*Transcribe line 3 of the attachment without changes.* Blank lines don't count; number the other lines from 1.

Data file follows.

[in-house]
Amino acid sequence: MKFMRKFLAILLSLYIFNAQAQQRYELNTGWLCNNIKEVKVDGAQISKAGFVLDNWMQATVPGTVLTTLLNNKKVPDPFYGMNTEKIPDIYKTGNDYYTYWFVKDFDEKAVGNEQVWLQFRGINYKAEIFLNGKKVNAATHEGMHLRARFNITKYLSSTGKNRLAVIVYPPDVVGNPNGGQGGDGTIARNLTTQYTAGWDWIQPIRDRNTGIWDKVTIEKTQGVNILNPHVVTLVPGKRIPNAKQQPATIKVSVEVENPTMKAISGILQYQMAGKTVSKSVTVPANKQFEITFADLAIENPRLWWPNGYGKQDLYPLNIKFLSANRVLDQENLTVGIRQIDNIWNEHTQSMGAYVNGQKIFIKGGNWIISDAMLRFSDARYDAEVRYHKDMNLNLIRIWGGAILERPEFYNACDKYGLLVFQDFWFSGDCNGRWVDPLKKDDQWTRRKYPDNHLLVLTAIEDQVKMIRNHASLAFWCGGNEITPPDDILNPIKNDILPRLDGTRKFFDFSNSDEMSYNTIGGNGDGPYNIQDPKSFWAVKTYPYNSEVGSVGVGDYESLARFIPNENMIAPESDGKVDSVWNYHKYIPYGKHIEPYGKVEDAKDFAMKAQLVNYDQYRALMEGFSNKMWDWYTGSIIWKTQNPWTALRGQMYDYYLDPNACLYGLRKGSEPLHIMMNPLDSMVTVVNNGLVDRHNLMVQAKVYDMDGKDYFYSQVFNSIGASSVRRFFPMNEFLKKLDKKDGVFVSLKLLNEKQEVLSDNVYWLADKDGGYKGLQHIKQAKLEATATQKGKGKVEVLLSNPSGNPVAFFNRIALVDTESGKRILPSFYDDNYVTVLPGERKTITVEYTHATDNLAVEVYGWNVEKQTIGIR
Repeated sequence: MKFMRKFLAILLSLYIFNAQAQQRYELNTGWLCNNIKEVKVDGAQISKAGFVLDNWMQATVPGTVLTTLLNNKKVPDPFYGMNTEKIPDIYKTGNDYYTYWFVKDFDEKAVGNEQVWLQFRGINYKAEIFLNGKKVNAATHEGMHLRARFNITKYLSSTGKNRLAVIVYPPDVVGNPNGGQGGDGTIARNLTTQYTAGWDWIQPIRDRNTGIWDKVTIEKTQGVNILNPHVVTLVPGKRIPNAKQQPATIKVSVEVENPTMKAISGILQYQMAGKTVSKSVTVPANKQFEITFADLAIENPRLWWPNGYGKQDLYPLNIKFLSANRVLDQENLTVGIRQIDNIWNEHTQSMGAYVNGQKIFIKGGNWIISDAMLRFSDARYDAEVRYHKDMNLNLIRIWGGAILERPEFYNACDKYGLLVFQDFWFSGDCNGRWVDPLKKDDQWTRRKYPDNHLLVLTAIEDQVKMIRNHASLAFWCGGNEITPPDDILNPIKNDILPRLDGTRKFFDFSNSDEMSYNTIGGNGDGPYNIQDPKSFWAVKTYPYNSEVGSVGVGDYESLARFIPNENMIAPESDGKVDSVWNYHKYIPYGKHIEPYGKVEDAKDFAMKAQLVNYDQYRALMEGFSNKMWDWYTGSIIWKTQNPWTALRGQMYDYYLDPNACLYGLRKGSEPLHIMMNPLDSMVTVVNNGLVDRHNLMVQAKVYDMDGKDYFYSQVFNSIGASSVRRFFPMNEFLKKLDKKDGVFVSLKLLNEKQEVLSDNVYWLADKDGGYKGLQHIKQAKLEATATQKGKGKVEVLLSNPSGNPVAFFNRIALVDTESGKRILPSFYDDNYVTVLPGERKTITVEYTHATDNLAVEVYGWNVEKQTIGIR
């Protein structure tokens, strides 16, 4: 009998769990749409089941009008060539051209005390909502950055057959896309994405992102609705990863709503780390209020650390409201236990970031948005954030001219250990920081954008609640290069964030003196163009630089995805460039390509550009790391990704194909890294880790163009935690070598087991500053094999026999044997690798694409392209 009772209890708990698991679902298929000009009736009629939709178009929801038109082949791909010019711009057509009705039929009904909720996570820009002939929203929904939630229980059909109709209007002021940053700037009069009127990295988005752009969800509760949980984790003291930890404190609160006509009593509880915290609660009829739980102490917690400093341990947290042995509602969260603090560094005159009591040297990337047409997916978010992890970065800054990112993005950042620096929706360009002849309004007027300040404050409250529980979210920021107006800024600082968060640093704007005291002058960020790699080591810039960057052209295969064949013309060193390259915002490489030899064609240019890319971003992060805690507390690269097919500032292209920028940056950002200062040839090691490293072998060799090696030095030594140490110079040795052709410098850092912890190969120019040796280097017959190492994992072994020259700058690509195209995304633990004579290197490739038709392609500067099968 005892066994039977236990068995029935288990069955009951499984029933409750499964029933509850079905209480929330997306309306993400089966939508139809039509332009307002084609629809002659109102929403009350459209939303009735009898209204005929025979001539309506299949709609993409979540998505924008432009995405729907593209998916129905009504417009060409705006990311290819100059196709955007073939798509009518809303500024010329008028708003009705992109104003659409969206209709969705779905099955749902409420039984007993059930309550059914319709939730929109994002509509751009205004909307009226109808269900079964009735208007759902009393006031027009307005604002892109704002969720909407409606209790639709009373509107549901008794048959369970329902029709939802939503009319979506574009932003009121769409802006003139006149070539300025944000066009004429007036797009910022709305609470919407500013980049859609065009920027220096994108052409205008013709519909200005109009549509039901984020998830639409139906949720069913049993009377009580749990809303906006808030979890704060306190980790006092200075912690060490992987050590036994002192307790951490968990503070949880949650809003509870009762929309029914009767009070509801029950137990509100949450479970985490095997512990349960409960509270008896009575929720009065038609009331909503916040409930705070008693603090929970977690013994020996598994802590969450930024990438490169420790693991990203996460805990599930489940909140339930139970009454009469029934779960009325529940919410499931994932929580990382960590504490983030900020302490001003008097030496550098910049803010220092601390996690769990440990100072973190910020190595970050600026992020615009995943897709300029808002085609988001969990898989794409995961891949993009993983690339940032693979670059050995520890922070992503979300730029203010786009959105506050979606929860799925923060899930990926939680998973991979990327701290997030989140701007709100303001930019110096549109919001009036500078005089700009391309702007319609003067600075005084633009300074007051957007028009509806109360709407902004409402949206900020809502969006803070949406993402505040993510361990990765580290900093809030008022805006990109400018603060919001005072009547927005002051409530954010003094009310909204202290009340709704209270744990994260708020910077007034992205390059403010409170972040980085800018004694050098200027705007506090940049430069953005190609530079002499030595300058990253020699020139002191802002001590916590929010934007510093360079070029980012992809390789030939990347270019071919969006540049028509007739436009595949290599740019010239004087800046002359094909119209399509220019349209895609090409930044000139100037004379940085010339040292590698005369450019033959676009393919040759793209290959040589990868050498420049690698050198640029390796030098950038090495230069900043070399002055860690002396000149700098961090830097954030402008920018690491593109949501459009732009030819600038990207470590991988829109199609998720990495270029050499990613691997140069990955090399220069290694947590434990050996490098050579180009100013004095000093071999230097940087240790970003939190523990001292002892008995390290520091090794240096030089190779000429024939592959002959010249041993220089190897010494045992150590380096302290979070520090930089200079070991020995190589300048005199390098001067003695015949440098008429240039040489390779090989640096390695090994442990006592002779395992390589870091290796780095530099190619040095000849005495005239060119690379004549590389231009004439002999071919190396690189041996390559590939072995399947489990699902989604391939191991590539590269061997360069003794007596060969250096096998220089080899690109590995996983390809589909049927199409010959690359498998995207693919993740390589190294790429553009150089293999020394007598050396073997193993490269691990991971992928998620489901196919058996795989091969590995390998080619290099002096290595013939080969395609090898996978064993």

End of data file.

Repeated sequence: MKFMRKFLAILLSLYIFNAQAQQRYELNTGWLCNNIKEVKVDGAQISKAGFVLDNWMQATVPGTVLTTLLNNKKVPDPFYGMNTEKIPDIYKTGNDYYTYWFVKDFDEKAVGNEQVWLQFRGINYKAEIFLNGKKVNAATHEGMHLRARFNITKYLSSTGKNRLAVIVYPPDVVGNPNGGQGGDGTIARNLTTQYTAGWDWIQPIRDRNTGIWDKVTIEKTQGVNILNPHVVTLVPGKRIPNAKQQPATIKVSVEVENPTMKAISGILQYQMAGKTVSKSVTVPANKQFEITFADLAIENPRLWWPNGYGKQDLYPLNIKFLSANRVLDQENLTVGIRQIDNIWNEHTQSMGAYVNGQKIFIKGGNWIISDAMLRFSDARYDAEVRYHKDMNLNLIRIWGGAILERPEFYNACDKYGLLVFQDFWFSGDCNGRWVDPLKKDDQWTRRKYPDNHLLVLTAIEDQVKMIRNHASLAFWCGGNEITPPDDILNPIKNDILPRLDGTRKFFDFSNSDEMSYNTIGGNGDGPYNIQDPKSFWAVKTYPYNSEVGSVGVGDYESLARFIPNENMIAPESDGKVDSVWNYHKYIPYGKHIEPYGKVEDAKDFAMKAQLVNYDQYRALMEGFSNKMWDWYTGSIIWKTQNPWTALRGQMYDYYLDPNACLYGLRKGSEPLHIMMNPLDSMVTVVNNGLVDRHNLMVQAKVYDMDGKDYFYSQVFNSIGASSVRRFFPMNEFLKKLDKKDGVFVSLKLLNEKQEVLSDNVYWLADKDGGYKGLQHIKQAKLEATATQKGKGKVEVLLSNPSGNPVAFFNRIALVDTESGKRILPSFYDDNYVTVLPGERKTITVEYTHATDNLAVEVYGWNVEKQTIGIR